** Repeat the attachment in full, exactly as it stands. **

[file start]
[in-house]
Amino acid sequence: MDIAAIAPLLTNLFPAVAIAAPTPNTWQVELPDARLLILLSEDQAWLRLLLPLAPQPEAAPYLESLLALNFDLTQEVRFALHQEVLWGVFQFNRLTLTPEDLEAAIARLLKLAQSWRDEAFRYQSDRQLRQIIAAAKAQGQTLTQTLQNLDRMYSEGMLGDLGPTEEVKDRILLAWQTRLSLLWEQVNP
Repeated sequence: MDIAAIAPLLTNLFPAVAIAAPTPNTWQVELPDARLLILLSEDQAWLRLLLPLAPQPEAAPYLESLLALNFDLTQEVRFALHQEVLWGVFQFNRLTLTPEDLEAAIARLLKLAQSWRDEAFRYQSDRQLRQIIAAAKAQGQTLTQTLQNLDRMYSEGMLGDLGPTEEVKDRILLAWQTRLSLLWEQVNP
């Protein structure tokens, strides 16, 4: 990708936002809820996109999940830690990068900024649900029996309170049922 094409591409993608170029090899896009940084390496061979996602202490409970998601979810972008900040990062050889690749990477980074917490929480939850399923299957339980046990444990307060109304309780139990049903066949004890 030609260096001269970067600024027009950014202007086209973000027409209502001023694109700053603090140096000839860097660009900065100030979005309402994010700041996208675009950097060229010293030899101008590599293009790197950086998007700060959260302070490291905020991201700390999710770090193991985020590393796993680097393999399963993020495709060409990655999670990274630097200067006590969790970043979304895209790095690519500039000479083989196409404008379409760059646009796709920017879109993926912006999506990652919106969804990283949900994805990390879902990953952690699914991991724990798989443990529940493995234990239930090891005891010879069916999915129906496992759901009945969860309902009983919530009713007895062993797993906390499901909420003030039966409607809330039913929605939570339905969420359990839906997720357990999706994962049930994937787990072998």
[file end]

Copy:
[in-house]
Amino acid sequence: MDIAAIAPLLTNLFPAVAIAAPTPNTWQVELPDARLLILLSEDQAWLRLLLPLAPQPEAAPYLESLLALNFDLTQEVRFALHQEVLWGVFQFNRLTLTPEDLEAAIARLLKLAQSWRDEAFRYQSDRQLRQIIAAAKAQGQTLTQTLQNLDRMYSEGMLGDLGPTEEVKDRILLAWQTRLSLLWEQVNP
Repeated sequence: MDIAAIAPLLTNLFPAVAIAAPTPNTWQVELPDARLLILLSEDQAWLRLLLPLAPQPEAAPYLESLLALNFDLTQEVRFALHQEVLWGVFQFNRLTLTPEDLEAAIARLLKLAQSWRDEAFRYQSDRQLRQIIAAAKAQGQTLTQTLQNLDRMYSEGMLGDLGPTEEVKDRILLAWQTRLSLLWEQVNP
């Protein structure tokens, strides 16, 4: 990708936002809820996109999940830690990068900024649900029996309170049922 094409591409993608170029090899896009940084390496061979996602202490409970998601979810972008900040990062050889690749990477980074917490929480939850399923299957339980046990444990307060109304309780139990049903066949004890 030609260096001269970067600024027009950014202007086209973000027409209502001023694109700053603090140096000839860097660009900065100030979005309402994010700041996208675009950097060229010293030899101008590599293009790197950086998007700060959260302070490291905020991201700390999710770090193991985020590393796993680097393999399963993020495709060409990655999670990274630097200067006590969790970043979304895209790095690519500039000479083989196409404008379409760059646009796709920017879109993926912006999506990652919106969804990283949900994805990390879902990953952690699914991991724990798989443990529940493995234990239930090891005891010879069916999915129906496992759901009945969860309902009983919530009713007895062993797993906390499901909420003030039966409607809330039913929605939570339905969420359990839906997720357990999706994962049930994937787990072998």